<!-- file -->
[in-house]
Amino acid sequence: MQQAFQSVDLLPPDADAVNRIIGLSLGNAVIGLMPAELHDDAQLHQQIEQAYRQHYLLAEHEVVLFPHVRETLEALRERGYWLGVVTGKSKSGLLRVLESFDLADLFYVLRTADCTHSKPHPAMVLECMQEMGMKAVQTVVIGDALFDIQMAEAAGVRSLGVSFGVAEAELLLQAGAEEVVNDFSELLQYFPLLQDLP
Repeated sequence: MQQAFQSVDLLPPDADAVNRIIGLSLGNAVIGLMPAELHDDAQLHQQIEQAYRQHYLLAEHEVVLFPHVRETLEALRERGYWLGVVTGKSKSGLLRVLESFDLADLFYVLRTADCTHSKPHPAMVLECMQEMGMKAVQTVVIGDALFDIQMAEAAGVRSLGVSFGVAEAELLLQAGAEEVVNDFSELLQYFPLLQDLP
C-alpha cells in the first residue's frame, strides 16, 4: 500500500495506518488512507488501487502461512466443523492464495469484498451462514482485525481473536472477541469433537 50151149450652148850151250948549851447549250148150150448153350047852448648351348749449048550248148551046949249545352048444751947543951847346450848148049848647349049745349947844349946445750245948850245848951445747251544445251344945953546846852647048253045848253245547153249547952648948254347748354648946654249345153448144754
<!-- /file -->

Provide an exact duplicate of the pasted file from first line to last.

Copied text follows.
[in-house]
Amino acid sequence: MQQAFQSVDLLPPDADAVNRIIGLSLGNAVIGLMPAELHDDAQLHQQIEQAYRQHYLLAEHEVVLFPHVRETLEALRERGYWLGVVTGKSKSGLLRVLESFDLADLFYVLRTADCTHSKPHPAMVLECMQEMGMKAVQTVVIGDALFDIQMAEAAGVRSLGVSFGVAEAELLLQAGAEEVVNDFSELLQYFPLLQDLP
Repeated sequence: MQQAFQSVDLLPPDADAVNRIIGLSLGNAVIGLMPAELHDDAQLHQQIEQAYRQHYLLAEHEVVLFPHVRETLEALRERGYWLGVVTGKSKSGLLRVLESFDLADLFYVLRTADCTHSKPHPAMVLECMQEMGMKAVQTVVIGDALFDIQMAEAAGVRSLGVSFGVAEAELLLQAGAEEVVNDFSELLQYFPLLQDLP
C-alpha cells in the first residue's frame, strides 16, 4: 500500500495506518488512507488501487502461512466443523492464495469484498451462514482485525481473536472477541469433537 50151149450652148850151250948549851447549250148150150448153350047852448648351348749449048550248148551046949249545352048444751947543951847346450848148049848647349049745349947844349946445750245948850245848951445747251544445251344945953546846852647048253045848253245547153249547952648948254347748354648946654249345153448144754